In 2016, U.S. Secretary of State John Kerry regaled Mongolia as an “oasis of democracy” in contrast to its neighbors such as China and Russia. Following its Democratic Revolution of 1990, Mongolia has functioned as a semi-presidential unicameral representative Democracy. The people directly elect the president, and the prime minister—the most power executive actor—is nominated by the party with the most seats in the parliament, and must be approved by the president. Mongolian elections are multiparty, but the 2016 elections brought about shift to a two-party system.
Despite this major shift towards democratic institutions, and even receiving a Freedom House rating of “free,”[i] Mongolia has been experiencing major issues with corruption since the 1990’s. A huge portion of the country’s wealth and power is accumulated in what is estimated to be only 30 families, while 30% of the population continues to live below the poverty line.[ii] While elections may be multiparty, recent exposés indicate that individuals in both of the two dominant parties have colluded to distribute the country’s wealth amongst themselves. Public outrage and protest in response to the fear of corruption, have become very common amongst the Mongolian people.
In response to public dissatisfaction and outrage, the act of portraying oneself as anti-corruption and anti-establishment has become a guiding principle for Mongolian politicians. The current president, Khaltmaagiin Battulga, gained success in the 2017 elections running on a platform of anti-corruption and being a political “outsider.” Some have likened Battulga, a former martial arts champion, to Putin in his image as a strong-man leader, with claims of challenging the political elite.[iii]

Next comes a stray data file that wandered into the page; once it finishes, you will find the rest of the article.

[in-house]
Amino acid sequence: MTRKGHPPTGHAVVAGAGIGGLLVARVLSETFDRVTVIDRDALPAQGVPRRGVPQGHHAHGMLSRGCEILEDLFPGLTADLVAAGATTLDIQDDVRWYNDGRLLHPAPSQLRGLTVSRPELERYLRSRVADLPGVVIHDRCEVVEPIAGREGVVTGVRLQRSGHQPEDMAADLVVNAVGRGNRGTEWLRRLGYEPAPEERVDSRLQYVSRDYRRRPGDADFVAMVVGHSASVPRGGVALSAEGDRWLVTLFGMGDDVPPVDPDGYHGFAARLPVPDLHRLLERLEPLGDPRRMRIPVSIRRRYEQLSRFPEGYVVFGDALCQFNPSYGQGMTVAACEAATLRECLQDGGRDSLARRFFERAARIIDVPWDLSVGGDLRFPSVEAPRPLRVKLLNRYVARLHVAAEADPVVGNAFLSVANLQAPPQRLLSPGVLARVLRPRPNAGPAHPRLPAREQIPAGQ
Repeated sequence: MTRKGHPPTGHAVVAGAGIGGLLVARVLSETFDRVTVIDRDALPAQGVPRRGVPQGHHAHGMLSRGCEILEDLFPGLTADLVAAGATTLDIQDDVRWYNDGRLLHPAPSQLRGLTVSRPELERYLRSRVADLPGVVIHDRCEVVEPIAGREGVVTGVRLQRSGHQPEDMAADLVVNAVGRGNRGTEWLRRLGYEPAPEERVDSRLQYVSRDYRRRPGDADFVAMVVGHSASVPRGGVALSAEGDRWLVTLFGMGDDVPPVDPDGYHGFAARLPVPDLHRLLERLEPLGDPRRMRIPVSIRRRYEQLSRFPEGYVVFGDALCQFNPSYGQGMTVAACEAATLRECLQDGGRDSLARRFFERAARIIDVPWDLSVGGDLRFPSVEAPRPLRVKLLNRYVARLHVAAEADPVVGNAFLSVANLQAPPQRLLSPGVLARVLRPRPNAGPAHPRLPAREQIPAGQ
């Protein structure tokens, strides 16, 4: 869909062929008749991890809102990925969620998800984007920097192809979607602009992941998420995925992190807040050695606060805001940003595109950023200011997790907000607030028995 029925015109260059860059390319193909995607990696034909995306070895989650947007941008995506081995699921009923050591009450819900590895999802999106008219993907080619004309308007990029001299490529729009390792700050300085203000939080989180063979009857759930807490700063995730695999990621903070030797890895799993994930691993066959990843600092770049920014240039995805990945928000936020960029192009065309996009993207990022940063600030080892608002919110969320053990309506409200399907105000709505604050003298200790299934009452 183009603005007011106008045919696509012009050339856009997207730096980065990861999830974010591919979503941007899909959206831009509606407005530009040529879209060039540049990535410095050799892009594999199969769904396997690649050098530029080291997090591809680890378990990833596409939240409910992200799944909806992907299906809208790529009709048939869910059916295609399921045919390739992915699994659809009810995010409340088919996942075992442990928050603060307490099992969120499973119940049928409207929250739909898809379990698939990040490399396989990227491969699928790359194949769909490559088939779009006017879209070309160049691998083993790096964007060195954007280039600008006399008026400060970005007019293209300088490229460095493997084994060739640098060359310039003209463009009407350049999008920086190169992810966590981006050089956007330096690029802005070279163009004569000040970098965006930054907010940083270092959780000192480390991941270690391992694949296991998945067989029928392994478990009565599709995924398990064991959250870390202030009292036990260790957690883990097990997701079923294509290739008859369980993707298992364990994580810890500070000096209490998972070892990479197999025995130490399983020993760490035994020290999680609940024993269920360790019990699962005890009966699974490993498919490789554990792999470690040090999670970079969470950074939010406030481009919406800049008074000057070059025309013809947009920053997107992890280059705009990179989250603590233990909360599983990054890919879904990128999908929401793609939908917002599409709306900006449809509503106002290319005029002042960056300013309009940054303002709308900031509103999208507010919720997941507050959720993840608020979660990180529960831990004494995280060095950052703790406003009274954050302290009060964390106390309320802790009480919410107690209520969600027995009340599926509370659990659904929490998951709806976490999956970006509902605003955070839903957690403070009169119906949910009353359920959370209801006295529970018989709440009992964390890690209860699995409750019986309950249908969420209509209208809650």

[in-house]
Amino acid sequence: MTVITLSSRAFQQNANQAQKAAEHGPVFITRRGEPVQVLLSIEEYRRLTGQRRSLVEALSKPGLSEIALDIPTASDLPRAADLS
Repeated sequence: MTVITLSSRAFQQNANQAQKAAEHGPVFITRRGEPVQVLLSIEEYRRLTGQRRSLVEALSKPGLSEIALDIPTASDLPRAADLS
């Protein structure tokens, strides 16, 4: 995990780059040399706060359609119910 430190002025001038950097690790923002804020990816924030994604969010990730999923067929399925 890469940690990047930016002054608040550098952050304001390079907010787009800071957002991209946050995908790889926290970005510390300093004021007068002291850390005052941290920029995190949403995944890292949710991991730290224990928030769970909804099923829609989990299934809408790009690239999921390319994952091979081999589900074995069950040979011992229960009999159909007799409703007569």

Battulga is harnessing the power of anti-corruption public sentiment to aggrandize himself and expand once minimal presidential power. While the prime minister used to be the most powerful executive, Battulga has been undertaking political action to weaken the other branches of the government under the guise of combatting corruption within them. In one of the most threatening instances, Battulga ousted Enkhbold Miyegombo. The former speaker of the Parliament, and Battulga’s main political rival, lost to Battulga in the 2017 presidential election. In December of 2018, Enkhbold was accused of selling government positions for money resulting in massive public backlash. Riding on public protests and rallies against Enkhbold, Battulga proposed a bill which would allow the speaker to be removed by a simple majority of parliament. The bill passed and Enkhbold was removed.[iv] This allows the president, with only a simple majority, a huge amount of influence over the legislative branch. Battulga has dismissed several other officials, including members of the judiciary. Battulga has mobilized public sentiments against corruption and distrust of the current political order to centralize executive power. His actions pose a great threat to the checks and balances which maintain the Democratic integrity of the Mongolian political system. The judiciary is subject to presidential manipulation and the legislature is being subjugated to presidential power.
Despite Battulga’s widespread popularity, many people, both Mongolians and foreign, are acutely aware of the danger of Battulga’s self-aggrandizing actions. The ultimate question facing Mongolians is: is jeopardizing Democracy a reasonable price to pay to break the country out of a cycle of corruption and gridlock?
Photo: “Vladimir Putin and Khaltmaagiin Battulga,” provided by kremlin.ru
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